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Ruth’s wish is for thaw point to at last appear
THE wintry weather has played havoc with fixtures across the country. Turf Talk catches up with Stillington trainer Ruth Carr to see how the snow and ice are affecting her preparations for the upcoming Flat campaign.
SHE is not panicking yet, but Ruth Carr needs the weather to warm up pronto.
The Stillington trainer might not be in the same boat as North Yorkshire’s National Hunt handlers, who have been left kicking their heels in frustration as snow-covered racecourses have seen meeting after meeting suffer an icy end, but, with preparations for the new Flat campaign about to step up a gear, a thaw would go down very well at her Mowbray House Farm yard.
“The weather just makes everything harder – keeping the gallops and lunge pits going – it means it is more work,” Carr explains. “We are not using communal gallops so we don’t have someone doing it for us. We have to do it ourselves. It’s hard work.
“Taps get frozen, the pathways are slippery. It has to be salted and made safe. Water has to be carted about when it freezes. You just manage the best you can.
“Sometimes you just have to admit defeat and realise you are just not going to be able to work them. You have to decide that, for the sake of losing a couple of days, there is no point risking injuring a horse and then you might look back and think ‘well, that ground wasn’t suitable to be exercising a horse on’. You just have to take it day by day.”
It could always be worse, and Carr is well aware of that. When she began her training regime, five years ago, the all-weather tracks provided staple fare. Her first winner came at Wolverhampton.
And while the polytrack and fibresand surfaces, with the exception of ice crystals at Kempton and flooding at Southwell, are usually able to resist the vagaries of extreme weather, getting the horses to the track can be another matter entirely.
Fortunately for Carr, as her stock has grown so her reliance on racing’s lower grade fare has declined – meaning she can largely take a back seat and concentrate on the start of the turf season in March, if the weather will let her.
“Anything I want to run at Doncaster needs to be getting going and doing something in the next week or so or we will be panicking,” she adds.
“Sometimes you can trot them out and even lunge them on the snow. It depends what the consistency of the snow is as to whether it balls up in their feet.
“You can see them walking on high heels, like stilts, when it does that because it packs up. It doesn’t always do that and you just have to watch out for it. Also, when it’s slushing and freezing, especially on the pathways, if you don’t clear it – you just paddle it – then you can’t stand up on them. You just have to shovel.”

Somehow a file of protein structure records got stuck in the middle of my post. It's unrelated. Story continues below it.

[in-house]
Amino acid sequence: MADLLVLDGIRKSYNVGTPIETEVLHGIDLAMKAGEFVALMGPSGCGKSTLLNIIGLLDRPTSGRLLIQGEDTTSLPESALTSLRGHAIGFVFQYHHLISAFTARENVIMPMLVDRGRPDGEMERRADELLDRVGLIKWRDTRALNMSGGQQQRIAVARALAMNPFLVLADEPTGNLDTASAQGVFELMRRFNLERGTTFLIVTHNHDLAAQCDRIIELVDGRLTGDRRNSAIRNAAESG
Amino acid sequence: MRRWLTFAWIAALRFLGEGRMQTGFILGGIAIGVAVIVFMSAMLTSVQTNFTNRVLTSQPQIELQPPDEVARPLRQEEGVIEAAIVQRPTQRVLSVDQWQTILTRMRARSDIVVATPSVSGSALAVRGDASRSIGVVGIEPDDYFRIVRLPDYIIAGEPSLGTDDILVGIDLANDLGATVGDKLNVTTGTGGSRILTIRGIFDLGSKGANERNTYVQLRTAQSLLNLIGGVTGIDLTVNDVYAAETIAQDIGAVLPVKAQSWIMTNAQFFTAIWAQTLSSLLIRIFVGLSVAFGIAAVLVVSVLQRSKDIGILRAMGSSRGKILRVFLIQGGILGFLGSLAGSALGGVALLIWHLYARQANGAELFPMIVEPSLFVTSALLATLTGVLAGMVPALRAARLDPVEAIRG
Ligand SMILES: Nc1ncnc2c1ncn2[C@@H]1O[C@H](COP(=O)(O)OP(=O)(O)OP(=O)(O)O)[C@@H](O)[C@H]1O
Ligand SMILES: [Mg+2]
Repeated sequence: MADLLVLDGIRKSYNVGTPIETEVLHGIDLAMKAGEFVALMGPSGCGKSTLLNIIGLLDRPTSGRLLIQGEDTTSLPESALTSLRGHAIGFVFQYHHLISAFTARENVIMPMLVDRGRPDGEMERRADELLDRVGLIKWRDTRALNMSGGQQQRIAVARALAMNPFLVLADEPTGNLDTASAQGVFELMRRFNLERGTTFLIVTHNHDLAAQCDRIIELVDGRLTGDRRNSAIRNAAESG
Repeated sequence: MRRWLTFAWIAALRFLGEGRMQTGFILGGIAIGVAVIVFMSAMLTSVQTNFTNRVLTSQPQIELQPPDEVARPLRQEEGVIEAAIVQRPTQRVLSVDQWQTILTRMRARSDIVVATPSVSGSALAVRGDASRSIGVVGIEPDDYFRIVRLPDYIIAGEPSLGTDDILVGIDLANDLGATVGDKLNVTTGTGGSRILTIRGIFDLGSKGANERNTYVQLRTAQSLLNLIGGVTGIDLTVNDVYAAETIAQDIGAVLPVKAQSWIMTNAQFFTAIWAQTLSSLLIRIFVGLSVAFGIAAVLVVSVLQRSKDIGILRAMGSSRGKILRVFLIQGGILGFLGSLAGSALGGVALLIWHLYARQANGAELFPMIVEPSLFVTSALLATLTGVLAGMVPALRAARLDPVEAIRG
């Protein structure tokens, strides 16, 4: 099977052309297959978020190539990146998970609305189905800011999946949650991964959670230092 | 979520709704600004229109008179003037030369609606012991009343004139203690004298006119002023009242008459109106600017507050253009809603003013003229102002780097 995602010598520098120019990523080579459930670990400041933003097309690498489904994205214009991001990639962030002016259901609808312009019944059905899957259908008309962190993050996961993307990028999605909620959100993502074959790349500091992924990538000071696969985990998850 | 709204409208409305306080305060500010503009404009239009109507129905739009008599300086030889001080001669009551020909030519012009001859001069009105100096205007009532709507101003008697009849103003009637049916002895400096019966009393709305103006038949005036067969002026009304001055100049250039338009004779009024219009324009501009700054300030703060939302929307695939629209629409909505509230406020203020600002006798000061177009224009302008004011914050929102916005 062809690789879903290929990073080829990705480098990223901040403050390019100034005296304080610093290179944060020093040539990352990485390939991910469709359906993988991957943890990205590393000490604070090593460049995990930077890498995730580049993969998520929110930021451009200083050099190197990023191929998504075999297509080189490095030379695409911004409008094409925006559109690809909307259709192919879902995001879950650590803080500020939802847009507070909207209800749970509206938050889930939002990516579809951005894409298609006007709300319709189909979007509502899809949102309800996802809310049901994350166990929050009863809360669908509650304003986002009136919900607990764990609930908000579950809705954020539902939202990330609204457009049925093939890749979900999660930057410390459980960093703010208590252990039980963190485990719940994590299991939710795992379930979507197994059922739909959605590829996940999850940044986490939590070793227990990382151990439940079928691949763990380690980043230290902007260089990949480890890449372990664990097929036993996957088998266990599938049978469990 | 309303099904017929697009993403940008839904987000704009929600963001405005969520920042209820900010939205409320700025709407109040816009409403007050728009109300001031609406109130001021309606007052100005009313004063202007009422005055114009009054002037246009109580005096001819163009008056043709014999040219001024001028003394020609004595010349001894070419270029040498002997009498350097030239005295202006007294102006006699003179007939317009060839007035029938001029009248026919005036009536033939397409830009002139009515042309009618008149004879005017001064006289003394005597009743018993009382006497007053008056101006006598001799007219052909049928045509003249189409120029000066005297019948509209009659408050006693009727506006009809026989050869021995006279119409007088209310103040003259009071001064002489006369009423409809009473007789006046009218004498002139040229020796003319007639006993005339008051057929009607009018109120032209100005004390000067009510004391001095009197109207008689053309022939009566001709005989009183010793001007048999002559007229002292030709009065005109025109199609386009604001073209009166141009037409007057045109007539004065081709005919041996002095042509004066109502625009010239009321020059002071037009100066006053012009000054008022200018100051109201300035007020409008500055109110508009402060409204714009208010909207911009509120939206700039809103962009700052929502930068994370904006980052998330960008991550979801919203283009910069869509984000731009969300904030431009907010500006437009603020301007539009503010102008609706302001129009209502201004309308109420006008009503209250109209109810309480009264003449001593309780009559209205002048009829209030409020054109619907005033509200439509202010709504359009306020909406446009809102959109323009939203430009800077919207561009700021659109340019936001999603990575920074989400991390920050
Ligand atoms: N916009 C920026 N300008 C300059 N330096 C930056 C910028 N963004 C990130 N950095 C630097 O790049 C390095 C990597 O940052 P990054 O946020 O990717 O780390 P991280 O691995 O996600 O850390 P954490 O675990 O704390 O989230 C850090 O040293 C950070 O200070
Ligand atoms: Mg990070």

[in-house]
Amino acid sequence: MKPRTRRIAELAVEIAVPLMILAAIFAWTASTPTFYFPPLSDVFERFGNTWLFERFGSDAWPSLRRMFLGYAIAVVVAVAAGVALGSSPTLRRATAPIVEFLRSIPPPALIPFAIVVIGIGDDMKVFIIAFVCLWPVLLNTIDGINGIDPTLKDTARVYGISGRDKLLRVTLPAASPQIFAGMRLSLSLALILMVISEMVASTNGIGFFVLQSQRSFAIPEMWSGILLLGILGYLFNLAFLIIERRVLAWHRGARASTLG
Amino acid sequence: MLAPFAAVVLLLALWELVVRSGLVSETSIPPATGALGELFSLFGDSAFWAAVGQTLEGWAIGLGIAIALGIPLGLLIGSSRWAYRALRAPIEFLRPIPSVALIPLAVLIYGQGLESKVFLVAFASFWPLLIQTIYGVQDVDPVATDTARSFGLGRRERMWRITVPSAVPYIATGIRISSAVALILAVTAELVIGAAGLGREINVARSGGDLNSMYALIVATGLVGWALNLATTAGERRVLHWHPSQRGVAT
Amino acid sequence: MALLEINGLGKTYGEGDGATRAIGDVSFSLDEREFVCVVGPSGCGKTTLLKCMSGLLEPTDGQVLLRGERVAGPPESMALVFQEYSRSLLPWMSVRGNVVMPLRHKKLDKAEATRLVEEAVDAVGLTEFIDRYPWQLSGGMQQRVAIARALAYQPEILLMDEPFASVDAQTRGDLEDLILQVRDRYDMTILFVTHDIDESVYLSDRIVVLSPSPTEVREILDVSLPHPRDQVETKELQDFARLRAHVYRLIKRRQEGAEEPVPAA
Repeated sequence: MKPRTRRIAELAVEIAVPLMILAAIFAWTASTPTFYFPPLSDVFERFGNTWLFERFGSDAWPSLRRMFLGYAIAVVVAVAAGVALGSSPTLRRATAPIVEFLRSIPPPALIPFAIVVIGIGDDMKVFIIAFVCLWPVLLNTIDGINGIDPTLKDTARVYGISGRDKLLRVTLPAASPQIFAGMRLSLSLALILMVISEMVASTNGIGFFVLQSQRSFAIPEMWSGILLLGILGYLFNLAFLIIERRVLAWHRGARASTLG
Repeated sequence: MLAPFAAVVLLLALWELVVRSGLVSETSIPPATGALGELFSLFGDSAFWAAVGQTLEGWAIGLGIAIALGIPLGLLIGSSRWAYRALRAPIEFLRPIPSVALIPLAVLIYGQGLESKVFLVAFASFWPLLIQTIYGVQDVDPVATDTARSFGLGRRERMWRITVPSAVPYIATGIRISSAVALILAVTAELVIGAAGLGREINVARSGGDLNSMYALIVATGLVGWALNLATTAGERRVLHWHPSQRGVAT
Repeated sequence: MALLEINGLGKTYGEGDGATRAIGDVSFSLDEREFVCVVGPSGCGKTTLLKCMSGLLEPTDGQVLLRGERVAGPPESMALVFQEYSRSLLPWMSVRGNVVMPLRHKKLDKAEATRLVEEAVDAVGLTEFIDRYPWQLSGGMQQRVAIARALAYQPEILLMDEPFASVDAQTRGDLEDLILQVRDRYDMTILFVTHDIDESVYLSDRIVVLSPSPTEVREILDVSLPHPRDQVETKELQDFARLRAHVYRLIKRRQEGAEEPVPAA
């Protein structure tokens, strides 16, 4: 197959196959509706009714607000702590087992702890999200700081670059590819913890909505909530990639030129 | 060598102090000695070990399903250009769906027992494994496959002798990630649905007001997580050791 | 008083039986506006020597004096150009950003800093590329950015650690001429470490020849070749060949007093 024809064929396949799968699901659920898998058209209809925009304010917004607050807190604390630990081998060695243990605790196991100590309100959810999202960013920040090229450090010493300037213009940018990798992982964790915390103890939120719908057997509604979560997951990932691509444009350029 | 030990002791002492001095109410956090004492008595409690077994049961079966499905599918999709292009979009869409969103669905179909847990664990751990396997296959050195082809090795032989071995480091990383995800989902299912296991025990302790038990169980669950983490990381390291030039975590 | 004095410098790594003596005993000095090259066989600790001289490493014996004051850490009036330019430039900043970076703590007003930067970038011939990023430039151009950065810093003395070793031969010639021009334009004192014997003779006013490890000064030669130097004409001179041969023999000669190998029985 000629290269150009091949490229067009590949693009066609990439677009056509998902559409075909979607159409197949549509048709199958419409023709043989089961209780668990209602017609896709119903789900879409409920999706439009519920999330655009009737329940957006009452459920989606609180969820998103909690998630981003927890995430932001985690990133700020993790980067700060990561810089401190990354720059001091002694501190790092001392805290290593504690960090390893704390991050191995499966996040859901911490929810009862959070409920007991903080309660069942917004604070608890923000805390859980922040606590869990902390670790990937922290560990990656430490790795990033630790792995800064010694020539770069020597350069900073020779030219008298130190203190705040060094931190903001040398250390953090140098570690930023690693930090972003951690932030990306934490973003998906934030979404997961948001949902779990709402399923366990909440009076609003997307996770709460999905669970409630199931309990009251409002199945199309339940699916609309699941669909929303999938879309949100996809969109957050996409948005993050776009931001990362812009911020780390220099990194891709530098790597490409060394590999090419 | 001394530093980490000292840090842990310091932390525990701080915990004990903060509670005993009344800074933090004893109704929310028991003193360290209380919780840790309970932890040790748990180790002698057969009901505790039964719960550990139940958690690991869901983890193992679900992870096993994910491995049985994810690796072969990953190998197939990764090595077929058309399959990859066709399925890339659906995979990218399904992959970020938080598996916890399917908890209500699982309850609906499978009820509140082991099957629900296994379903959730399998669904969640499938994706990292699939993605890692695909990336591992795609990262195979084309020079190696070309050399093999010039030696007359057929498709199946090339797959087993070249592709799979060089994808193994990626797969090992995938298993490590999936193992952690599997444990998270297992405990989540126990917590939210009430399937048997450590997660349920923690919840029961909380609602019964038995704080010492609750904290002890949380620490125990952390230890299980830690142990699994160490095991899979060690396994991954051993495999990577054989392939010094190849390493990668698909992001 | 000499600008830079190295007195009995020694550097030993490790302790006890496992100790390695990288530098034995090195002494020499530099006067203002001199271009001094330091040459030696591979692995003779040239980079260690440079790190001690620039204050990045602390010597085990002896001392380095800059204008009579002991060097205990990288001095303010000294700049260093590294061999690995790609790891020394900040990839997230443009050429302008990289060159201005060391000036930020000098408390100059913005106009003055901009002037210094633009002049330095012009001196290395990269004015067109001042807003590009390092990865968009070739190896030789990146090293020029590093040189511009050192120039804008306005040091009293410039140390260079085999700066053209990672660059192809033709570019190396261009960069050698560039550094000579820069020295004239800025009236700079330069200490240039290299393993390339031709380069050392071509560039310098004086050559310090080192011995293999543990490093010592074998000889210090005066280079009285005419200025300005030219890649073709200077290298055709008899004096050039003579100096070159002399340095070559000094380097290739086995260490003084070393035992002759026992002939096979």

Carr’s yard, perched on the edge of the busy West Lane, just through Easingwold, means roadwork is out of the question – “thoroughbred racehorses and traffic don’t mix”, she says – and the most laborious part of the winter process is clipping.
Giving a horse a haircut is as tedious as it sounds but removing that winter coat is an essential part of getting the animal ready for the exertions of racing.
She explains: “We can’t train them with that much hair on because they would always be sweaty. They would always be wet, they would get a chill and you would never get them dried. It’s the lesser of two evils.”
So, with a big rug over their backs, Carr’s horses are allowed to roam free in a huge field at the back of the stables – she tries hard not to keep them cooped up in stables – and where the snow can actually provide novel amusement.
“Sometimes the snow is something different for them,” she says. “It gets them excited. They will just forage around the snow. Some might say we might get more colic cases when the weather is like this but, touch wood, we don’t.
“I think because they are turned out in a herd it is easier to keep them interested. Sometimes, on alternate days, we would lunge and sometimes we would ride.
“One day, at a similar time last year, everything went round the lunge pit and jumped poles – just for something different, something fun for them. I will loose lunge them over poles. It’s trying to get them fit without them really knowing you are getting graft into them.
“During the day time they are generally outside. You nearly have to drag them in. Some of them like to come in for their dinner. With some of the others you will be actually dragging them in before dark – going all the way up the field and bringing them in one by one because they won’t come in.
“They can be awkward sods. They enjoy staying out. They might be out of the stables for six hours.
“If you put yourself in a horse’s position, would you want to stay cooped up in your house all day? I know I wouldn’t and that’s what I think the horses want.
“In a more traditional yard, horses probably get ridden out for an hour and then go on the walker. They are probably spending 22 hours in a 12ft x 12ft stable. They have got to be happier doing this.”
Happier horses make for winning horses. Now if only the snow would melt.